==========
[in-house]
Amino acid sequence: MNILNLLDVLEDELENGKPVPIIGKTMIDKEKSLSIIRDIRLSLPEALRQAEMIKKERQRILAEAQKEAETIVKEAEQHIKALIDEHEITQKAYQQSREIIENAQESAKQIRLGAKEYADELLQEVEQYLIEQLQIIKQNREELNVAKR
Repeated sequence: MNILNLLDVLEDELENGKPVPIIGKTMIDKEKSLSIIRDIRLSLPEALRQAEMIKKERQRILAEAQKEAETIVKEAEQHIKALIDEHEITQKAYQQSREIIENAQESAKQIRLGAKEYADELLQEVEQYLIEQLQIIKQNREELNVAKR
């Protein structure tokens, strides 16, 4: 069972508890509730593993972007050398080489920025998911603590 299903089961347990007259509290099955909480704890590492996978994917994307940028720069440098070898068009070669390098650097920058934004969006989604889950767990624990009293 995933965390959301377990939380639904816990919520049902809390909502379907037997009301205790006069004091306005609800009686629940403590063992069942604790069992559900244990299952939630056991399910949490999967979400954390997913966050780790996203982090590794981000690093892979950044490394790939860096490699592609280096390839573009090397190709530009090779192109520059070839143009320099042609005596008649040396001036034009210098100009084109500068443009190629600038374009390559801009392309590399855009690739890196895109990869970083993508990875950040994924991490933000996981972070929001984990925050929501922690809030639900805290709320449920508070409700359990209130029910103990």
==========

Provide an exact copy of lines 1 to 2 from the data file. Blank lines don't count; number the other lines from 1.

[in-house]
Amino acid sequence: MNILNLLDVLEDELENGKPVPIIGKTMIDKEKSLSIIRDIRLSLPEALRQAEMIKKERQRILAEAQKEAETIVKEAEQHIKALIDEHEITQKAYQQSREIIENAQESAKQIRLGAKEYADELLQEVEQYLIEQLQIIKQNREELNVAKR